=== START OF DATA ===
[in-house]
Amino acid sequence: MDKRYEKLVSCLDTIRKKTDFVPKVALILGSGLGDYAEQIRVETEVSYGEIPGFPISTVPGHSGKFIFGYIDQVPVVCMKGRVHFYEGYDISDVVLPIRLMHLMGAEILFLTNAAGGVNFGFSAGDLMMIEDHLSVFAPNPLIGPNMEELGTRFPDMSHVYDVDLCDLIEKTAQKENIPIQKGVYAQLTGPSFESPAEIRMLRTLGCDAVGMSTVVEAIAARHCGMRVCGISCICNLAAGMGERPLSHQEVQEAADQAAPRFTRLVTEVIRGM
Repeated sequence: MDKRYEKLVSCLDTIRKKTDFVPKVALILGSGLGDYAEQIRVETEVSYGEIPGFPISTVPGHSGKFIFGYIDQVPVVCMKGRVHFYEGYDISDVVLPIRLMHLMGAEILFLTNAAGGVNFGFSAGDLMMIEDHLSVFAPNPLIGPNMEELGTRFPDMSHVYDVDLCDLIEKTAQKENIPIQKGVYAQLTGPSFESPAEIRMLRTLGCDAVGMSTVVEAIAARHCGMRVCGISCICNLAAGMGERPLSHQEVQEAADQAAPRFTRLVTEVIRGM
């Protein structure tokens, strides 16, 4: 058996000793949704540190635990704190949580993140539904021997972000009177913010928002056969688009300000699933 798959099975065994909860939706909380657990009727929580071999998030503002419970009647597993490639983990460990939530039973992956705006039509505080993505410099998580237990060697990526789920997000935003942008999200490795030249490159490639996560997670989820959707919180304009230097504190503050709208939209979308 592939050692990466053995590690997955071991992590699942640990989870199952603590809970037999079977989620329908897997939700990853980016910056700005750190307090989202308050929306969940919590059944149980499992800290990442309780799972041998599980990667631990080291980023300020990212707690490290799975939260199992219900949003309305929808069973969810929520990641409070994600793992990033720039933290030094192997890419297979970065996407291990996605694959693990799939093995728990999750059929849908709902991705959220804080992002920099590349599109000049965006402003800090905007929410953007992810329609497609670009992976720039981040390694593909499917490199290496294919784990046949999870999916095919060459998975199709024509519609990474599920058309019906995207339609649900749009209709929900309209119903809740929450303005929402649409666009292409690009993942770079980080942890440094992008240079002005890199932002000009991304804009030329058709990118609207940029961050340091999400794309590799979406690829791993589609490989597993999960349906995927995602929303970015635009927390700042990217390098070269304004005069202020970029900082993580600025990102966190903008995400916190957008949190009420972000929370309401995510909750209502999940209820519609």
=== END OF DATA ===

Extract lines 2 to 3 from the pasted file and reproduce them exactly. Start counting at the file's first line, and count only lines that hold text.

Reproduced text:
Amino acid sequence: MDKRYEKLVSCLDTIRKKTDFVPKVALILGSGLGDYAEQIRVETEVSYGEIPGFPISTVPGHSGKFIFGYIDQVPVVCMKGRVHFYEGYDISDVVLPIRLMHLMGAEILFLTNAAGGVNFGFSAGDLMMIEDHLSVFAPNPLIGPNMEELGTRFPDMSHVYDVDLCDLIEKTAQKENIPIQKGVYAQLTGPSFESPAEIRMLRTLGCDAVGMSTVVEAIAARHCGMRVCGISCICNLAAGMGERPLSHQEVQEAADQAAPRFTRLVTEVIRGM
Repeated sequence: MDKRYEKLVSCLDTIRKKTDFVPKVALILGSGLGDYAEQIRVETEVSYGEIPGFPISTVPGHSGKFIFGYIDQVPVVCMKGRVHFYEGYDISDVVLPIRLMHLMGAEILFLTNAAGGVNFGFSAGDLMMIEDHLSVFAPNPLIGPNMEELGTRFPDMSHVYDVDLCDLIEKTAQKENIPIQKGVYAQLTGPSFESPAEIRMLRTLGCDAVGMSTVVEAIAARHCGMRVCGISCICNLAAGMGERPLSHQEVQEAADQAAPRFTRLVTEVIRGM